CONCEPTUAL FRAMEWORK REFLECTION


The William and Mary School of Education’s commitment to providing educational experiences for their pre-service teachers has prepared me for being an expert in content knowledge, reflective practices, collaborative interactions, and educational leadership. My experiences in both graduate-level and elementary level classrooms have made me comfortable with the prospect of having my own classroom in the fall.
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Some of my students Roaring Like Bobcats at the Virginia Living Museum


Over the course of the past nine months, I have been dedicated to becoming an expert in pedagogical content knowledge. By taking foundational courses in Science, Social Studies, Integrated Language Arts, Mathematics, and technology, I was able to hone my knowledge and understanding of how to develop, plan for, and execute researched-based practices in the classroom. I also furthered my commitment to intellectualism by pushing myself to learn more about the subject areas and educational topics that I was least familiar with. My ability to organize and transfer knowledge was put to the test as I took what I learned in the graduate-level classroom, reworked it, and applied it in a first grade learning environment.

Throughout my personal educational experience, I have pushed myself to reflect upon my past ideas and experiment with the ideas of others. In the classroom, I believe these traits are especially important and useful because the field of education is so dynamic and each classroom contains a unique mix of students. I have enjoyed learning from and with my fellow pre-service teachers through our work in accordance with our William and Mary courses as well as in the field. I believe that teaching is a thought process during which one must constantly evaluate their choices, noting which are effective in practice and which should be modified for future use. I enjoy looking to more experienced teachers for their wisdom and guidance; however, I also appreciate and value the fresh perspective of my young colleagues. The community in which I teach has also affected how I operate my classroom. I must consider my students’ prior knowledge, linguistic understandings, and cultural exposure before bringing any new information to the classroom.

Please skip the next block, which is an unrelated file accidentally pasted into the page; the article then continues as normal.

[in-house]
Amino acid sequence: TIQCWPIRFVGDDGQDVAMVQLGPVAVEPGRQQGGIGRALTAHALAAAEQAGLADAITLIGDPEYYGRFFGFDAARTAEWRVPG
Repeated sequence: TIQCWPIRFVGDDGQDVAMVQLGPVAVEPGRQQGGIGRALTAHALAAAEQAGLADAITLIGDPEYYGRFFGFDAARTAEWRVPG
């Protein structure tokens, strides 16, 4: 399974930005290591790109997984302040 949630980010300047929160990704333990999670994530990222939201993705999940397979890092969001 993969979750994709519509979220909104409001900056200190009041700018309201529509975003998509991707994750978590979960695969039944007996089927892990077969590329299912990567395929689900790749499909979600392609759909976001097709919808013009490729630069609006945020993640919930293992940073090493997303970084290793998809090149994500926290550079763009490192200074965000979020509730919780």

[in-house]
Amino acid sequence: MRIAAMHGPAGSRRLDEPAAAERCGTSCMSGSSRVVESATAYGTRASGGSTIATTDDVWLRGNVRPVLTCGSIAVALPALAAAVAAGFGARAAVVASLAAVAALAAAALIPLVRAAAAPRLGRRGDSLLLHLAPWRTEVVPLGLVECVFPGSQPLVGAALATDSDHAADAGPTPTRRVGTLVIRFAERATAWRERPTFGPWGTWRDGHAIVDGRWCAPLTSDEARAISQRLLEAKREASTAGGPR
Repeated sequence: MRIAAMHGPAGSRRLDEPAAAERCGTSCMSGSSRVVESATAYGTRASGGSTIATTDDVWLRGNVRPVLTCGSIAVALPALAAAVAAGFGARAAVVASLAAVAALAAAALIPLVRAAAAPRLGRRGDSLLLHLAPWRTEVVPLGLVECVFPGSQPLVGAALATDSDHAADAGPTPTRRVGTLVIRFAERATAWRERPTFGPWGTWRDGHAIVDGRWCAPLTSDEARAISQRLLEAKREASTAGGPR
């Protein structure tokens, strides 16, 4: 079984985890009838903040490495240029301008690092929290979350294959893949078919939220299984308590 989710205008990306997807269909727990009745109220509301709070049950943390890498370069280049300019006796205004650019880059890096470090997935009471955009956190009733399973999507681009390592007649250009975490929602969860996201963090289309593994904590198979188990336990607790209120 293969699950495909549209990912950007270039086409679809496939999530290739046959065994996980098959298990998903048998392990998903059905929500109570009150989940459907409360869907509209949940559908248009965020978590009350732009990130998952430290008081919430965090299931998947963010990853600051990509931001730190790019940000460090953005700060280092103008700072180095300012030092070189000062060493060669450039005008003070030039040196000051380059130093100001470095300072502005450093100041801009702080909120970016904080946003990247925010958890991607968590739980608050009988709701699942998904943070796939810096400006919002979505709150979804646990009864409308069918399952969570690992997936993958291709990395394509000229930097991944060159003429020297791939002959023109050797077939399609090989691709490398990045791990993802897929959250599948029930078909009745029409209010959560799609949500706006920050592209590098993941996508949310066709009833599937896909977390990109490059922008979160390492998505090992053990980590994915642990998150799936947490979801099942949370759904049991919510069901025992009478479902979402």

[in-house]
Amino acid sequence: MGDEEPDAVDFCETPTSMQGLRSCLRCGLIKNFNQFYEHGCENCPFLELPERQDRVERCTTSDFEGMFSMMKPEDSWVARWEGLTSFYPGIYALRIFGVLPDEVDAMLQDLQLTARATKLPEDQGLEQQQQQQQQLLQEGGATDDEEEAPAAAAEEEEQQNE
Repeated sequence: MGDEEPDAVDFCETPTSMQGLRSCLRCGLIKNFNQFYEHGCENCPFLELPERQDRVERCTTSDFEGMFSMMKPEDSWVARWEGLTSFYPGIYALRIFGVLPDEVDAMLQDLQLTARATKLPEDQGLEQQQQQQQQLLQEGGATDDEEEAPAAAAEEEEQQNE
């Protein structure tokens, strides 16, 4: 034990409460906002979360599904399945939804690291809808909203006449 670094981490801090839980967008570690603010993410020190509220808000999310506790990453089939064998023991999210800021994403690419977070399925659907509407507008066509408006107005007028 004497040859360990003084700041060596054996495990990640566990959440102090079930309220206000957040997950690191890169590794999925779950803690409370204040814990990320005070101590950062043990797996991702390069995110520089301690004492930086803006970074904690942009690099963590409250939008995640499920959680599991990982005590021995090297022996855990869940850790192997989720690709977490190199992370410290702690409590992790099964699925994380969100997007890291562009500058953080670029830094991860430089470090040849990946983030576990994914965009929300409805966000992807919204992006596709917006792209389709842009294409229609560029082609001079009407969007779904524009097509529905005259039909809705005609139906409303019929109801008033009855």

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Reading Maurice Sendak's Where the Wild Things Are to Students on Famous Literary Characters Day
In my time as a pre-professional, I believe that I have developed the skills necessary for becoming an educational leader. As a student at William and Mary, I was exposed to a number of invaluable educational resources that I have successfully applied in my cooperating classroom. I passed many of these resources on to other teachers at my school, especially the members of the first grade team in our weekly meetings. I helped plan, edit, and explore technology-based instructional aides throughout my student teaching and enjoy the challenge of exploring new educational resources. I am a member of Kappa Delta Pi, the national education honors society, as well as a member of the National Science Teachers Association.

Outside of the classroom, I have had the honor of acting in a number of different leadership positions. I was the captain of my high school basketball team, the president of my high school Community Service Organization, and Peer Leadership Director. I continued my involvement as an undergraduate, following my love of sports by playing on multiple club and intramural teams, participating in student organizations, and becoming an Orientation Aid Leader even after transferring to a new school as a second semester junior. As a graduate student, I have continued to be involved in the William and Mary community through my involvement in local charitable events and by advising the organizations that I was previously a part of.